Women and children lengthen their necks with 22-pound brass rings to ‘look like dragons’ as part of an ancient tribe in Asia.
It is a tradition in the Kayah state in Myanmar, formerly Burma, and makes the Kayan people distinct across ethnic groups in south east Asia.
Some women felt they were unattractive without the rings and others felt the pressure to wear them for visiting tourists.
The rings were used to protect people from being attacked by tigers and others claim they were a tribute to the group’s ‘dragon mother’.
Rings have also been traditionally seen as symbols of wealth and reserved for favourite daughters, as a more common theory.
Padung author Pascal Khoo Thwe told Channel New Asia that ‘our mother was a dragon’ and ‘they have the same sort of neck’. He claims to have grown up with his grandmother wearing 14-inch high sets of rings.
Mu Lone, 88, told the Mirror how women felt they ‘weren’t beautiful without neck-rings’ in her time.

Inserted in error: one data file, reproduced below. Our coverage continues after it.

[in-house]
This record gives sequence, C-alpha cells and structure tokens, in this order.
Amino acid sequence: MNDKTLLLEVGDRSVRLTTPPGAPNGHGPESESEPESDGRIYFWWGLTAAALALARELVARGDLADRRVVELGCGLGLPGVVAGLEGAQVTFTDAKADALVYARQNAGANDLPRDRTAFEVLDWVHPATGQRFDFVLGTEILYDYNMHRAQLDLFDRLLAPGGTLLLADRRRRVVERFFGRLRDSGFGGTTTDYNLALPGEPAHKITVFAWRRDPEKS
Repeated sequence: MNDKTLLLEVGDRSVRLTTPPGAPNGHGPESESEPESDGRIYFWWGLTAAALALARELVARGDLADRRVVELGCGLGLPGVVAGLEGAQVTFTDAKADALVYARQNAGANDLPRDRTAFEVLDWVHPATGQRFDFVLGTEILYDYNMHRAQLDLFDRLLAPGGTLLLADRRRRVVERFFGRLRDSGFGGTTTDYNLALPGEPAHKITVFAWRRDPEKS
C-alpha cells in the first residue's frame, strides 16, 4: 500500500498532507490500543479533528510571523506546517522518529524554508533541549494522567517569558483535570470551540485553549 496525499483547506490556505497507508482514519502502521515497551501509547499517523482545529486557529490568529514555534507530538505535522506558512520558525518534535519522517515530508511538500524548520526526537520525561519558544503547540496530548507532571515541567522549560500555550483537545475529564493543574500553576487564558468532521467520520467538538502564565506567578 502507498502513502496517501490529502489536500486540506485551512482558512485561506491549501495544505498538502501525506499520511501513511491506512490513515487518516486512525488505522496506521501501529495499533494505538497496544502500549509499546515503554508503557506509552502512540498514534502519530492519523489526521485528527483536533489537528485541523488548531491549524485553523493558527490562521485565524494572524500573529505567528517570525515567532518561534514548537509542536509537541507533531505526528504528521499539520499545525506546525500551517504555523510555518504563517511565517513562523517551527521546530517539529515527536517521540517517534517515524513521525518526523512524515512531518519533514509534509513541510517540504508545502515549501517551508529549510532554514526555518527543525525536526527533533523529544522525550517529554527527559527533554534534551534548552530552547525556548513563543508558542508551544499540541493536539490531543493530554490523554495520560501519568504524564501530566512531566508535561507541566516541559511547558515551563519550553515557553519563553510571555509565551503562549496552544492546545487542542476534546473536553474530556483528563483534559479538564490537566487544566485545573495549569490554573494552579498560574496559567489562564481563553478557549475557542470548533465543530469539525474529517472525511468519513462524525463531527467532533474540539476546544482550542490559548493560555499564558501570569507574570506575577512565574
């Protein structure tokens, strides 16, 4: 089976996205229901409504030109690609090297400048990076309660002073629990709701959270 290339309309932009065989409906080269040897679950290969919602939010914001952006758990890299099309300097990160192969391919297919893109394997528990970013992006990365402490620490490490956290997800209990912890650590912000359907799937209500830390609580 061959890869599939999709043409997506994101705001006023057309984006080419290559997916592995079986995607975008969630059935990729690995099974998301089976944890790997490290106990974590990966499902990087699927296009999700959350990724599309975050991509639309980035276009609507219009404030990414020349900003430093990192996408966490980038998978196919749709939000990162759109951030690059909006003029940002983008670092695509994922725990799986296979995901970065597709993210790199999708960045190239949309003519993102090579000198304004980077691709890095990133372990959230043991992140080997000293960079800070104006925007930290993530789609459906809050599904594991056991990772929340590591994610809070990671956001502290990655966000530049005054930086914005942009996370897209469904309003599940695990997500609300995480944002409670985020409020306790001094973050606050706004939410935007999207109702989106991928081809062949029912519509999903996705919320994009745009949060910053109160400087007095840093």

She added: ‘The rings choked me and felt too tight at first. Food would get stuck when I tried to swallow. I had to stretch my neck to eat. But I got used to it.’
Mu admitted that she will wear them until she dies and they will be buried with her.
Meanwhile mother-of-two Muu Pley removed hers after 13 years in fear of her neck growing too long.
The 23-year-old felt ‘free and light’ unlike some women who still feel the pressure to wear them for tourists who visit to see the ‘long-necked women’.
But Muu decided to put the rings back on after a tourism boom in her village.
There are around 500 women who follow the custom which inspired the creation of ‘tourism villages’ in 1985.
Kayan locals had fled raids by Burma’s army which had suppressed the country’s ethnic minorities, and were granted temporary stay in Thailand. The provincial official saw the ‘outstanding traits that could attract tourism interest’ in the women’s golden neck rings, according to the culture ministry account.
Documentary maker Lorna MacMillan spent five months with the tribe and found the rings do not support the head which means their necks would not collapse if they were removed.
Speaking at a National Geographic documentary Suffering for Tradition: Taboo: Body Moification, she said: ‘In fact women can reach their hands down and clean their skin so it’s not actually something that’s gripping them in any way.’
The accessory is often removed during child birth, a doctor’s appointment or if the woman is caught committing cheating.